A federated database is defined as: “A federated database system is a type of meta-database management system (DBMS), which transparently maps multiple autonomous database systems into a single federated database. The constituent databases are interconnected via a computer network and may be geographically decentralized. Since the constituent database systems remain autonomous, a federated database system is a contrastable alternative to the (sometimes daunting) task of merging several disparate databases. A federated database, or virtual database, is a composite of all constituent databases in a federated database system. There is no actual data integration in the constituent disparate databases as a result of data federation.” – http://en.wikipedia.org/wiki/Federated_database_system

So, we would like to virtually create a “map-reduce” functionality for Asterisk? can we truly create a map-reduce’ish functionality for Asterisk? should it be internal? should it be external?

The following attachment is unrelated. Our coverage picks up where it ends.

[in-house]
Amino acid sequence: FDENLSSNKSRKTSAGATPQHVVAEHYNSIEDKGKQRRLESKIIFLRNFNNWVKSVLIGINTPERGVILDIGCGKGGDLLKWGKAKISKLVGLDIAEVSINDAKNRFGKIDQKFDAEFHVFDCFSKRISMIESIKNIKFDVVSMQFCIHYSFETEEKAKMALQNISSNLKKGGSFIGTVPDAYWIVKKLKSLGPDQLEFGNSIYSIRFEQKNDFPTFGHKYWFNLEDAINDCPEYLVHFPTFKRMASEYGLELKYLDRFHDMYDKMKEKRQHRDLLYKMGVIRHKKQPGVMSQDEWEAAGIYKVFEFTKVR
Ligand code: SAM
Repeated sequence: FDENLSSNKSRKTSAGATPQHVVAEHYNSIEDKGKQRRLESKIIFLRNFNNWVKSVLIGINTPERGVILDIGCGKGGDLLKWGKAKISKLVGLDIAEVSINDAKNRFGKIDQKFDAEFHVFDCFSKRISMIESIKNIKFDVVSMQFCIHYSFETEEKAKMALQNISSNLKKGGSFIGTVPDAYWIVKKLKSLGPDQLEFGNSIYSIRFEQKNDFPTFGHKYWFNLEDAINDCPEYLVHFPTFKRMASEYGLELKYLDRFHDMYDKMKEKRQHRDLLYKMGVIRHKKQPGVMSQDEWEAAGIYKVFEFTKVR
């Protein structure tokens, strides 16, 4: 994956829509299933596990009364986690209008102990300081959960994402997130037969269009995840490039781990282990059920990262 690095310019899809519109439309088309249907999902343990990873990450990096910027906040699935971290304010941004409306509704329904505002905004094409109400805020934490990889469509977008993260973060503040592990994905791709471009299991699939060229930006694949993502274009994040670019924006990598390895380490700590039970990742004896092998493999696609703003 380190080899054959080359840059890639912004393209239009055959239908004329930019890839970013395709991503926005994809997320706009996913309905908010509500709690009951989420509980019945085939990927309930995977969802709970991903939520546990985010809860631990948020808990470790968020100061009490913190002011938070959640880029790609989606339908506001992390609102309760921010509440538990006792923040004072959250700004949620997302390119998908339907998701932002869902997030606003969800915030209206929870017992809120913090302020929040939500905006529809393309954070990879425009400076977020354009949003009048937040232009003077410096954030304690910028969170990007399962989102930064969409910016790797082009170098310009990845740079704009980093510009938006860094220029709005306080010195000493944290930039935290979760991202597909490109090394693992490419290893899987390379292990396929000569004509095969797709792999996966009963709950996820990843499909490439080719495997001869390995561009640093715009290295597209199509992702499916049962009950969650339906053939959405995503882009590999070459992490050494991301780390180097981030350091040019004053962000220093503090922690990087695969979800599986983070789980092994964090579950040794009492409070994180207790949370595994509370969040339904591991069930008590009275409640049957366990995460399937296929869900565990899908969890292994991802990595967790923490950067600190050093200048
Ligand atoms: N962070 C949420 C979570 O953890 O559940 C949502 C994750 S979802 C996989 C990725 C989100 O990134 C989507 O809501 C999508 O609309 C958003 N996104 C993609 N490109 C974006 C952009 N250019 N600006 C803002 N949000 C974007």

In order to accomplish this, we are required to create a federator – a device capable of handling the information regarding each users, device, trunk, provider and other wise SIP/IAX2 entity connected to our system. The federator for all practical purposes is a data store, be it a key-value store, a database, a shared memory environment or some other form of data distribution layer.

Here are some key issues that true federation may be required to tackle:

  1. Geo-Position Agnostic – A truly federated system should render services identically across the board, regardless of where the user is located.
  2. Services Agnostic – A truly federated system doesn’t care if the user is connected to an Asterisk server version 12 or 13, it should behave identically.
  3. Version Agnostic – A truly federated infrastructure can leverage older version and even other software, without changing the underlying federation layer.